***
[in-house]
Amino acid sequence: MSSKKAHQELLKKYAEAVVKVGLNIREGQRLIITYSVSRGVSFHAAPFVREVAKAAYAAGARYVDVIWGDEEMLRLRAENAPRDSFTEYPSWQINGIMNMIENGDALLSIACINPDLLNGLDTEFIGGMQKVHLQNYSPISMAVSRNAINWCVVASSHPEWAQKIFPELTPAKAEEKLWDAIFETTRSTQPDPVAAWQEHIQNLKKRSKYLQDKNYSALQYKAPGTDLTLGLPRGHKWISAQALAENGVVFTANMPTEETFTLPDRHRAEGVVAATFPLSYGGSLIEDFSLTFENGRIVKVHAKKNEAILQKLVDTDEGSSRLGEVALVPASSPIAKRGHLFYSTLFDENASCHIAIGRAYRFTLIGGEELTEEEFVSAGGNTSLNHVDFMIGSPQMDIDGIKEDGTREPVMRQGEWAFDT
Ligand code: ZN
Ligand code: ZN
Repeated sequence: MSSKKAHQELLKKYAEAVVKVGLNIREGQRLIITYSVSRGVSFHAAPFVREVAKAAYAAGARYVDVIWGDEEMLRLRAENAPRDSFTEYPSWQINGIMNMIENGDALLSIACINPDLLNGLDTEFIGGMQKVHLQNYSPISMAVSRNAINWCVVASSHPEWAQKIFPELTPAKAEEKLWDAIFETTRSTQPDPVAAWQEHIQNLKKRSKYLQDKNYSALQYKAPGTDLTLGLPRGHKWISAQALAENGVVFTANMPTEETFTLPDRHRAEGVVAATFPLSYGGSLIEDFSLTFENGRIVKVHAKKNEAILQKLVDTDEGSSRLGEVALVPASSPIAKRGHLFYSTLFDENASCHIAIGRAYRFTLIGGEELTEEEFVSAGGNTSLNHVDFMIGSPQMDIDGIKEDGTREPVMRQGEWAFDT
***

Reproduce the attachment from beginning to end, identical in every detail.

[in-house]
Amino acid sequence: MSSKKAHQELLKKYAEAVVKVGLNIREGQRLIITYSVSRGVSFHAAPFVREVAKAAYAAGARYVDVIWGDEEMLRLRAENAPRDSFTEYPSWQINGIMNMIENGDALLSIACINPDLLNGLDTEFIGGMQKVHLQNYSPISMAVSRNAINWCVVASSHPEWAQKIFPELTPAKAEEKLWDAIFETTRSTQPDPVAAWQEHIQNLKKRSKYLQDKNYSALQYKAPGTDLTLGLPRGHKWISAQALAENGVVFTANMPTEETFTLPDRHRAEGVVAATFPLSYGGSLIEDFSLTFENGRIVKVHAKKNEAILQKLVDTDEGSSRLGEVALVPASSPIAKRGHLFYSTLFDENASCHIAIGRAYRFTLIGGEELTEEEFVSAGGNTSLNHVDFMIGSPQMDIDGIKEDGTREPVMRQGEWAFDT
Ligand code: ZN
Ligand code: ZN
Repeated sequence: MSSKKAHQELLKKYAEAVVKVGLNIREGQRLIITYSVSRGVSFHAAPFVREVAKAAYAAGARYVDVIWGDEEMLRLRAENAPRDSFTEYPSWQINGIMNMIENGDALLSIACINPDLLNGLDTEFIGGMQKVHLQNYSPISMAVSRNAINWCVVASSHPEWAQKIFPELTPAKAEEKLWDAIFETTRSTQPDPVAAWQEHIQNLKKRSKYLQDKNYSALQYKAPGTDLTLGLPRGHKWISAQALAENGVVFTANMPTEETFTLPDRHRAEGVVAATFPLSYGGSLIEDFSLTFENGRIVKVHAKKNEAILQKLVDTDEGSSRLGEVALVPASSPIAKRGHLFYSTLFDENASCHIAIGRAYRFTLIGGEELTEEEFVSAGGNTSLNHVDFMIGSPQMDIDGIKEDGTREPVMRQGEWAFDT